Aboard the Triumphs once again, we passed several small towns with narrow streets and ancient-looking houses crowding the curbs. People stood on narrow strips of concrete between the street and their houses talking to neighbors. A few old women, dressed in black with head scarves, leaned out of windows overlooking the street. I couldn't help thinking how we appeared to them on our loaded motorcycles, a pair of British racing green blurs with oddly-dressed alien invaders aboard.
At Avo, we stopped at an overlook and took in a stunning view of the village tidily nestled in its river valley. The simplicity of the landscape amazed us; no cellphone towers nor condo-sprawl. Just a humble village with white walled houses and red clay tile roofs. We were approaching the Parque Natural da Serra da Estrela, so our elevated vantage point afforded some amazing views of the valley below as well as the surrounding peaks. We arrived at a town called Vide, which means "Life", and true to its moniker, we found a pub, the Bar Fontinha, where some local folks were engaged in some lively beer drinking while a soccer match played on the television. It was a strange, but charming sight, seeing this crowd of people - a few women and kids but mostly middle aged and elderly men - enjoying themselves at this rustic little watering hole. An old man invited us inside and offered us seats. It was beginning to rain so we stayed for coffee and some "conversation". We said we were going to ride to Torre, the highest point in the country at around 6,600 feet above sea level. The temperature was about 50 degrees, but with another couple thousand feet to go, we could expect the temperature to plummet to the mid forties. "You're crazy" one guy said to Ken, laughing at our plan.
Back on the road again, we climbed toward the Serra da Estrela and Torre. We hadn't seen the sun all day except for a few teasingly brief appearances. By now, large trees began to vanish from the landscape until the only plant life in sight was low growing and hardy scrub clinging to the rocky mountainside. At certain points, the lack of trees allowed us views to the horizon, revealing the vast, rugged beauty of these mountains. Ken said that this area, with its scenery and absence of people, is popular with hikers from northern Europe and it was easy to see why.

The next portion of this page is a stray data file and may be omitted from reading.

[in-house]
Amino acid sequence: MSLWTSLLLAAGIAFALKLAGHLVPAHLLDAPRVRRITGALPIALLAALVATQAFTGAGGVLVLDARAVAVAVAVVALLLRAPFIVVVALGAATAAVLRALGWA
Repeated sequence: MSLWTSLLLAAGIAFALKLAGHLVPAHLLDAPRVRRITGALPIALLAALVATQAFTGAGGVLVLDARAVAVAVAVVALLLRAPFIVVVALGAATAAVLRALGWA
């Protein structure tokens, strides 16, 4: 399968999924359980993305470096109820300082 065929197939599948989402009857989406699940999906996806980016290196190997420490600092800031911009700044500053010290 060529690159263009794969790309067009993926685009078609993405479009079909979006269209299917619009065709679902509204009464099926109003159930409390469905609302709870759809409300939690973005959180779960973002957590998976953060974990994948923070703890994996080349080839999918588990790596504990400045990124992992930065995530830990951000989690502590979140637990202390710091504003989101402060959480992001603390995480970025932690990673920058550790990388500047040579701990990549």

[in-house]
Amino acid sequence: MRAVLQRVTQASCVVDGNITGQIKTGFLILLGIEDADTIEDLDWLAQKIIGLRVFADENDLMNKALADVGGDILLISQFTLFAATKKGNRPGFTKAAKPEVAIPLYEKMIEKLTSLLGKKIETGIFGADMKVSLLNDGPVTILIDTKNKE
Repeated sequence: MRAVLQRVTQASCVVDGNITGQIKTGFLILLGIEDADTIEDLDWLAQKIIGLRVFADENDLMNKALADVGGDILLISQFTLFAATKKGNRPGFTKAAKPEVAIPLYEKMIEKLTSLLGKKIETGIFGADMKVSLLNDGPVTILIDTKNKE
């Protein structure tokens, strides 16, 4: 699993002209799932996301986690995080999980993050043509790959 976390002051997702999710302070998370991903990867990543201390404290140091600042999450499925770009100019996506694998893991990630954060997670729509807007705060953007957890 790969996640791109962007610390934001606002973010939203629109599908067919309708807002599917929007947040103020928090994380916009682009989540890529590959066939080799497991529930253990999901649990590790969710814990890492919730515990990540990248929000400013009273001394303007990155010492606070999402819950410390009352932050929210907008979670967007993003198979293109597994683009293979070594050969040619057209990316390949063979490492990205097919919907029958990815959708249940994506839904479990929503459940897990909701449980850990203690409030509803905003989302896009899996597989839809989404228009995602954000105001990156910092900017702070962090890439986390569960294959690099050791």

Without much warning, visibility started to dwindle. We'd expected rain, wind, sun and heat from Portugal's mercurial spring weather but fog caught us by surprise. It's something that you just can't do much about except park your bike. Back home, a foggy morning meant waiting it out before hitting the road, but here with a schedule to meet, stopping was not an option. The fact that visibility dropped to about 30 feet (the distance from me at which Ken's tail light vanished) worried me as I had no idea what the road was doing. We slowed to about 25 miles per hour. I could only make out the faint, red glow of the Triumph's tail light in front of me about half the time. Without the red glow to follow, I felt completely disoriented in the white out. Unable to see the horizon or the roadside passing by, it was impossible for me to detect any sense of movement. It was a strange feeling, sensing the mechanical sounds and pulses of the Triumph but with no visual cues indicating any kind of progress. I wondered how Ellen felt while all this was going on. I also wondered if Ken was going to stop.
We pressed on, finally sloshing our way to Torre, where the fog eased somewhat. It was really cold. To our astonishment, frozen rain began ricocheting off the Triumph's windscreen. Then within moments, big fluffy snowflakes floated down, melting into the puddles in the parking lot. After some more coffee (and a brief thawing) inside the snack bar we headed back down the road toward the Vale de Zezere, the longest glacially formed valley in Europe.
Thankfully, the fog lifted in time to grant us views of the Vale. The roads hugged the contours of the mountainside, which were cloaked in the same shrubby greenery and boulder fields we saw on the way up to Torre. In places, purple and yellow flowers bloomed in pleasing drifts among the rocks along the road. Above, the sky again was in flux, with blocky slate blue clouds lumbering into view. On the valley floor, we saw a scattering of stone houses with thatched or wood roofs. A man, who appeared to be a farmer, walked along the narrow shoulder. The roads were a mix of tight turns and gradual sweepers. The Triumph seemed unfazed by the burdens of carrying rider, passenger, and luggage on rain slicked pavement and seemed to be just as happy at 40 miles per hour as it was howling on the A1 at 80. The feeling of excitement was palpable as we finessed the Triumph into and out of the wonderful turns carved by some unknown roadway engineer from this rugged and ancient landscape. I reached back with my left hand and squeezed Ellen's knee - a signal we started using back home to say "I'm having a blast! You too?"